Celebrating D.G. Kaye on Empowered Divorce

DG Kaye

DG Kaye

DG Kaye had participated in one of our author interview series in the past. It is an honour to get to know her and we are even thrilled to hear that her book has been doing well and that she has been chosen for an interview to discuss about Children of Divorce!

We think that you should check this author out ! Visit her site at http://dgkayewriter.com/special-edition-empowered-divorce-summit/

Follow her and learn more about what she has to say on this topic.

Congratulations, DG ! 🙂

“How Much of a Memoir Should Be True?” by D.G. Kaye

It was a pleasure having Linda Gray Sexton writing a guest post for us under the topic “How Much of a Memoir Should Be True?”

Today, you are getting an opportunity to read the guest post from D.G. Kaye on “How Much of a Memoir Should Be True?”. We hope you enjoy reading her guest post and we welcome you to share your opinions below.

D.G. Kaye

 

Writing in memoir is recognized as a factual accounting of a story, people and places. Memoirs are personal recollections of memories based on a theme, constructed into a story, as experienced by the author. The author is required to tell the story to the best of his/her recollection; as he/she remembers the incidents. This doesn’t negate the fact that there are memoirs written as fiction, but a true nonfiction memoir as stated, should always be factual.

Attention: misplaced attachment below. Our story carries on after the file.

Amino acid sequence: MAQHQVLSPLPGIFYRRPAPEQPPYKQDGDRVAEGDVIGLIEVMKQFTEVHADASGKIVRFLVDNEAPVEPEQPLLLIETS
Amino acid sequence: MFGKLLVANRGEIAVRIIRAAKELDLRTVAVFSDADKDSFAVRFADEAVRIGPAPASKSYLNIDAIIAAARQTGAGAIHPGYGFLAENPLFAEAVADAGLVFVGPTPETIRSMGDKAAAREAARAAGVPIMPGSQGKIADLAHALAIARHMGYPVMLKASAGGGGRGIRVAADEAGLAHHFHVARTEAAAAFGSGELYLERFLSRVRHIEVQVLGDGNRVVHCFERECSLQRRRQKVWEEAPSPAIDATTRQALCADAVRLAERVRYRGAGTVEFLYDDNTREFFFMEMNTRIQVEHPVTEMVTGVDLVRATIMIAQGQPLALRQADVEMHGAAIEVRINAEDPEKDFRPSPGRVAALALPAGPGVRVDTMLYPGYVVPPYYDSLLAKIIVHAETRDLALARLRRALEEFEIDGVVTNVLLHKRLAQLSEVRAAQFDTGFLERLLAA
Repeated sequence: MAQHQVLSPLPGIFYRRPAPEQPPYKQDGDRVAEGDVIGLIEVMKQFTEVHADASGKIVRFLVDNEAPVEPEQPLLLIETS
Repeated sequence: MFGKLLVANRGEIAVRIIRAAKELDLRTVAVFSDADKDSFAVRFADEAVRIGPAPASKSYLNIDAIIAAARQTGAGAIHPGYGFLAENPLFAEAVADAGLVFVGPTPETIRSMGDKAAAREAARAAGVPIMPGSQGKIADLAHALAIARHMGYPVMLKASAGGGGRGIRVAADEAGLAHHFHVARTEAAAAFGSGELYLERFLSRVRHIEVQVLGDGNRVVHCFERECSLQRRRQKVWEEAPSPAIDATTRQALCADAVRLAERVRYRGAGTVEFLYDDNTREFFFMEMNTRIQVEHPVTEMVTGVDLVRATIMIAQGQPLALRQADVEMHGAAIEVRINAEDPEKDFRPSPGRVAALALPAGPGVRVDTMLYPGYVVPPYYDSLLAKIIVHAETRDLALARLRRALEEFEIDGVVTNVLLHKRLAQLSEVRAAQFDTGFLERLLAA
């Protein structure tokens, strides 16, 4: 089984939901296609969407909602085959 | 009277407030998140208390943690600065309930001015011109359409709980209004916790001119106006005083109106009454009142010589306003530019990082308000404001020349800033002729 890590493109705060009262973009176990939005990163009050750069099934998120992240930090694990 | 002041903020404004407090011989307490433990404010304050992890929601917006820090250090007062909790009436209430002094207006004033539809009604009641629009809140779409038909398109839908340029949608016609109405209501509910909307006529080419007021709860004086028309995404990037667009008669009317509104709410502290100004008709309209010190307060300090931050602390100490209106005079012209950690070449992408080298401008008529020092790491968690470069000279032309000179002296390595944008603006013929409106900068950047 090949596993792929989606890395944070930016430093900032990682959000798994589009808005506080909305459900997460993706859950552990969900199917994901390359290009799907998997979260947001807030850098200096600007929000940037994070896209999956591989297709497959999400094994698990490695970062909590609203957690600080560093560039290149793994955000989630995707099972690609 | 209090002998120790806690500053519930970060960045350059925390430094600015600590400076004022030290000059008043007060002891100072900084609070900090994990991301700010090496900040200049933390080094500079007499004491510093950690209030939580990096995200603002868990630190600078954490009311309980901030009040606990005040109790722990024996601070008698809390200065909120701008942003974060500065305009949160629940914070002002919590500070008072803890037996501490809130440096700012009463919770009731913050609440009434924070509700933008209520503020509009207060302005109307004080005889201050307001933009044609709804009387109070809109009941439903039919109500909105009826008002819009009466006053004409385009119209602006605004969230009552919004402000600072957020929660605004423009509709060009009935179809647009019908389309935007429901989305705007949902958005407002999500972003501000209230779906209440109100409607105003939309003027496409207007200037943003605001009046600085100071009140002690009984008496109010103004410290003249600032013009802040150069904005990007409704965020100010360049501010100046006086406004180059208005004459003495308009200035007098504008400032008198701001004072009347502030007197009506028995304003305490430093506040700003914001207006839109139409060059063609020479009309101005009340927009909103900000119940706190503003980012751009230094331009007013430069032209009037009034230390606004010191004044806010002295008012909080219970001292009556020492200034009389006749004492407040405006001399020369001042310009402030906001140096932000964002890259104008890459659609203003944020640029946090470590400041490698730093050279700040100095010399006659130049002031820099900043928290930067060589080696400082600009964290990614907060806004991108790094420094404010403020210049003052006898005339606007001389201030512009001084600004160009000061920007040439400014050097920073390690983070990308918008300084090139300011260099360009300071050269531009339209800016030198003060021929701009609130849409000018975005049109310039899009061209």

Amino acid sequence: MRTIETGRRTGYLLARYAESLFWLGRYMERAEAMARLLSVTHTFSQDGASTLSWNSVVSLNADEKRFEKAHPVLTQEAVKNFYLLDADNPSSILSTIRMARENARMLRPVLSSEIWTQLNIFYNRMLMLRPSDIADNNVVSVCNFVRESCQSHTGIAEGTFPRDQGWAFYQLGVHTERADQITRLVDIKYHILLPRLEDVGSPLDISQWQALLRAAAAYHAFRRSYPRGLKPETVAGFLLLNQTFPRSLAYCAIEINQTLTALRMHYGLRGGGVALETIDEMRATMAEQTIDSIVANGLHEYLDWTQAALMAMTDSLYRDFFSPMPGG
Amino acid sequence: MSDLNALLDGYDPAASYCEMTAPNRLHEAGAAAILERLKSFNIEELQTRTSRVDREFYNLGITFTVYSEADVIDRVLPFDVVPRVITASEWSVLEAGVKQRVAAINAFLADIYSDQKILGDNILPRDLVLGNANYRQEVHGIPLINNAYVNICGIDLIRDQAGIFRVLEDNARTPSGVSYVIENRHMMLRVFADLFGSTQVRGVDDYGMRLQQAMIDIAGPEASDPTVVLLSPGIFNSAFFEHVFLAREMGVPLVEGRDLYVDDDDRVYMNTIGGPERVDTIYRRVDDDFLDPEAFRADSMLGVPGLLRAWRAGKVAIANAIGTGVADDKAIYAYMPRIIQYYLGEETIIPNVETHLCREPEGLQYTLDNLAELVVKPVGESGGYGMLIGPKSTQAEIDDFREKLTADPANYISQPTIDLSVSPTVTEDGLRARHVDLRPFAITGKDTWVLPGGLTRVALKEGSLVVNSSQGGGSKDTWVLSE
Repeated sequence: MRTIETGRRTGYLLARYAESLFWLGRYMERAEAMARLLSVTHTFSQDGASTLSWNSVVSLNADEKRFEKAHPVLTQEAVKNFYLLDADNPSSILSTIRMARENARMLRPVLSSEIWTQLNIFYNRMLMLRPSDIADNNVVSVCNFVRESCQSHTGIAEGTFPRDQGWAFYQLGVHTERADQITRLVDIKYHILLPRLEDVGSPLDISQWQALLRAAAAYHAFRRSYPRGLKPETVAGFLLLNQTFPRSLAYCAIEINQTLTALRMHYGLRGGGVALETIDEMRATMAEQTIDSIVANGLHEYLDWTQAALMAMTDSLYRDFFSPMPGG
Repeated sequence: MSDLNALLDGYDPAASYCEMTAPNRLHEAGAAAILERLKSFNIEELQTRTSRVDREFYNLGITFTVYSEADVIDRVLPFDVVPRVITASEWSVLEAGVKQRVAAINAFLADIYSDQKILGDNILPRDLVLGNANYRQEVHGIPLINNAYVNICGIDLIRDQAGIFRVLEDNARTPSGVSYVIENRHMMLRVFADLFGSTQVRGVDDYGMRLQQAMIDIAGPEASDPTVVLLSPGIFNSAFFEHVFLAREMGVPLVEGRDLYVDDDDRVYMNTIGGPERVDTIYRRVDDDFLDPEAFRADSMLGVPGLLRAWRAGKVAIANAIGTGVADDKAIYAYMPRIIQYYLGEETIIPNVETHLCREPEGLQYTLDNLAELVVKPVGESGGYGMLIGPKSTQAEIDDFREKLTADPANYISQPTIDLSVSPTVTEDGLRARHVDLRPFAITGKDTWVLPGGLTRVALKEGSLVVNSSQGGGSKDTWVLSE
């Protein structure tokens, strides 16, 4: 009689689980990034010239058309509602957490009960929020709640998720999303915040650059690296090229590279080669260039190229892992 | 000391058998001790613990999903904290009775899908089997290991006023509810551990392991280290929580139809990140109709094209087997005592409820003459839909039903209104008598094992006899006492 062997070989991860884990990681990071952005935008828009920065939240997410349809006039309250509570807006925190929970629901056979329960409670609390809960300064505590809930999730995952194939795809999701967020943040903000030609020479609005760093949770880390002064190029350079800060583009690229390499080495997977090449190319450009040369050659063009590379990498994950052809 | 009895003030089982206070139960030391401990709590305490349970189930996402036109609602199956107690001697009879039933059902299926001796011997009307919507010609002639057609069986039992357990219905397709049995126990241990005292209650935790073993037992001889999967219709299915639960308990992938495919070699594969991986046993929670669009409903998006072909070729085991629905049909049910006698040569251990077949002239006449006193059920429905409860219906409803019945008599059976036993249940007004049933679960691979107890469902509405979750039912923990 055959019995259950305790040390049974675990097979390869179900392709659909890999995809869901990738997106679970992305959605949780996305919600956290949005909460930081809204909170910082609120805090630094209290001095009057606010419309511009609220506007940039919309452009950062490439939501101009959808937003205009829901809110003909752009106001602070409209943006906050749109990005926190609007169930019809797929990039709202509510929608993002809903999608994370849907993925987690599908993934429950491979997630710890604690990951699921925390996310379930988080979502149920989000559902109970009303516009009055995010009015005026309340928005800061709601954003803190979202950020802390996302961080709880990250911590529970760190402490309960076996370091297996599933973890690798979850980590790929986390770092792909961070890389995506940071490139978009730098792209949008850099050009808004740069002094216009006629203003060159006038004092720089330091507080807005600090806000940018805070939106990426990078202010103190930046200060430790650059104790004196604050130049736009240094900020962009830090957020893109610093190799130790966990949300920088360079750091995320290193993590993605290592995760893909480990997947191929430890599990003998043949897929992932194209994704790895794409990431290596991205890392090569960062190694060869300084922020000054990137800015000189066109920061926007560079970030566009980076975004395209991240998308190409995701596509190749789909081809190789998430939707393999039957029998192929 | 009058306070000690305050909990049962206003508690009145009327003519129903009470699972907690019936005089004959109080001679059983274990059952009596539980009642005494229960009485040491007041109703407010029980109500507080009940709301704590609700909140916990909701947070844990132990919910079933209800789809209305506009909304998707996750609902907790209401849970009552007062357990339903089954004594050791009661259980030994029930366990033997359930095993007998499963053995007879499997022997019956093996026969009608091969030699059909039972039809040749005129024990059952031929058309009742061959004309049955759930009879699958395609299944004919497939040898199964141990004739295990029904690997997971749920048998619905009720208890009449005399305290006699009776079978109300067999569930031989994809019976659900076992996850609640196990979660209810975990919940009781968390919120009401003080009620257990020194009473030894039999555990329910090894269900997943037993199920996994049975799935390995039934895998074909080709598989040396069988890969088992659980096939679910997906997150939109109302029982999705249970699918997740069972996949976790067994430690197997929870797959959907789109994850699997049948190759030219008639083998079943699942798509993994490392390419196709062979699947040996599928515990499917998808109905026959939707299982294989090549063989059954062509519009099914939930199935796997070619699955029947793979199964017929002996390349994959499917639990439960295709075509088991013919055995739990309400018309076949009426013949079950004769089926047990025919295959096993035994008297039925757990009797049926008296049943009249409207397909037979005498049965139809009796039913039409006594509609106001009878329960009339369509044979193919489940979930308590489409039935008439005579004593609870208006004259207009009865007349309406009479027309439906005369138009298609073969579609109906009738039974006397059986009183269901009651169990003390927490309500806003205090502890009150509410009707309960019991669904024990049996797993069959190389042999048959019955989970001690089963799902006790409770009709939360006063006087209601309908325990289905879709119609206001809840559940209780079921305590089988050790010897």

If any of the elements in a nonfiction memoir are altered or expanded, for the purpose of adding drama to spice up the story, then it is no longer truth and should be classified as fiction, or at least noted in the Afterword of a book.

There is also the matter of a grey area, an issue about some authors changing names or professions of characters to maintain anonymity for those people in their books for their characters whom don’t wish to be exploited publicly. Some will say that if names are changed the story is not true. I don’t agree with that belief. I feel that if we keep a story true and concise to actual events, changing the names of characters to protect their identity does not take away from the truth of the story.

Another common question asked about memoirs is, what constitutes truth? One person’s recollection of memory is often perceived differently than a close family member’s own recollection. The impact that situations have on each individual person are often interpreted differently according to each character’s personal experience concerning the story. This doesn’t negate the truth. The author recants a story as they remember it, and tells about how it has affected him or her personally. It is still a memoir from the author’s point of view of his/her own personal perspective.

OXFORD DICTIONARY DEFINITION:  A historical account or biography written from personal knowledge or special sources.

MERRIAM WEBSTER DEFINITION:  A written account of someone or something that is usually based on personal knowledge of the subject.